Are teachers being trained in Assistive Technology to promote an inclusive classroom?

Cavanaugh (2008) describes “Assistive technologies as any item, piece of equipment, or product system, whether acquired commercially off the shelf, modified, or customized that is used to increase, maintain, or improve functional capabilities of individuals with disabilities”. Assistive technology devices gave teachers a tool to support students with disabilities to improve their capabilities, increase independent participation in their learning (Scherer, 2004). In order for the classroom teacher to effectively incorporate assistive technology into the inclusive classroom there needed to be a level of teacher knowledge on the subject. School principals hiring teachers were having to change their expectations of teacher graduates to include skills in the effective implementation of assistive technologies for student with varying needs (Cavanaugh, 2008). Teacher colleges were having to change their program to ensure teacher candidates were being taught skills and knowledge in the area of assistive technologies. Alkahtani (2013) was reporting teachers were expected by 2010 to be considering assistive technologies in the writing in the Individual Education Plans for students with special needs. But the question arises did the teachers have enough knowledge to make an informed decision. The question then arises of what support is there for the teacher because “a teacher that has a strong support system, including an assistive technology team or possibly a mentor or colleague with knowledge pertaining to assistive technology, will have the opportunity to diffuse assistive technology more effectively” (Jahnukainen, 2012, p492). By showing the teacher the student work pre and post assistive technology lead to support of the teacher providing a more inclusive environment in the classroom, thus change was enabled.  The challenge is to ask ourselves why is it thirty years after Bill 82 was proclaimed, do we still have students with special needs who needs are not being met in the inclusive classroom. What are we going to do about it?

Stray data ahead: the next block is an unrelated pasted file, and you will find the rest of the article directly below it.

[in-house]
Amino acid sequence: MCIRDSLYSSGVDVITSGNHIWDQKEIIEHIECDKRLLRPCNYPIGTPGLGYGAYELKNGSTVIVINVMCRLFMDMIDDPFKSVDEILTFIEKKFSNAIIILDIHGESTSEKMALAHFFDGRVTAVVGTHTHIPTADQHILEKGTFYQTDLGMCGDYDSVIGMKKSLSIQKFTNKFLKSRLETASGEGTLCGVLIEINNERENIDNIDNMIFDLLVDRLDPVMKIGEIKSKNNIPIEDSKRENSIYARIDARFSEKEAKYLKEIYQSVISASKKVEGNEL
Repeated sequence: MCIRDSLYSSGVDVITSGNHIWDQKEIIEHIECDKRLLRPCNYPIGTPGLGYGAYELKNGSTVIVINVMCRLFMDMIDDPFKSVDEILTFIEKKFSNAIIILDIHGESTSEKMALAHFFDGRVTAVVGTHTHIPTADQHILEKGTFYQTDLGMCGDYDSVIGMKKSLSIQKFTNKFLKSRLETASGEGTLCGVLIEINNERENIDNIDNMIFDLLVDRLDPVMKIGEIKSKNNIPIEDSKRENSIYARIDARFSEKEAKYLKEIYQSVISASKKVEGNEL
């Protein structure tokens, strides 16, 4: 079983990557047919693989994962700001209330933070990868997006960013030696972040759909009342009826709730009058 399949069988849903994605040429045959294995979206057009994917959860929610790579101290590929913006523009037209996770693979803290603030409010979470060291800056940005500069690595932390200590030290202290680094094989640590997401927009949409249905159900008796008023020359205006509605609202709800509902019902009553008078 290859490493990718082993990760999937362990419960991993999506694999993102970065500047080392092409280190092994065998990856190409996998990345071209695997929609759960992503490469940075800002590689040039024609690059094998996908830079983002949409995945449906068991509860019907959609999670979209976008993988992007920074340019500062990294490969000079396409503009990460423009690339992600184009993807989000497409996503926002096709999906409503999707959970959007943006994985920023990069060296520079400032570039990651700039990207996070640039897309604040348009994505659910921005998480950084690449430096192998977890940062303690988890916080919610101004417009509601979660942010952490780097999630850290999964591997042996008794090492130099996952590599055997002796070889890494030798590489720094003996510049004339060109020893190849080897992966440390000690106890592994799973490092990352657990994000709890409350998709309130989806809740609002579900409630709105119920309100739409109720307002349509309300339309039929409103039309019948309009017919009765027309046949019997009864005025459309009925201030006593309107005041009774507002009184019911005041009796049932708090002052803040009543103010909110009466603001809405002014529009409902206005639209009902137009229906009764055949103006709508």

Alkahtani,K. (2013). Teachers knowledge and use of assistive technology for students with special education needs. Journal of Studies in Education, 3(2), 65-86.

Cavanaugh, T. (2004) Assistive Technology and Inclusion.

Jahnukainen, M. (2011) Different strategies, different outcomes? The history and trends of the inclusive and special education in Albera (Canada) and in Finland. Scandinavian Journal of Educational Research, 55(5), 489-502.

Scherer, J. (2004) The move from separate to inclusive education. Connecting to learn: Educational and assistive technology for people with disabilities, 59-71. doi:10.1037/10629-004.



Author: laurasmartblog

K-12 educator, passion for 21 century digital tools, equity and special education, M.Ed student @uoitmed

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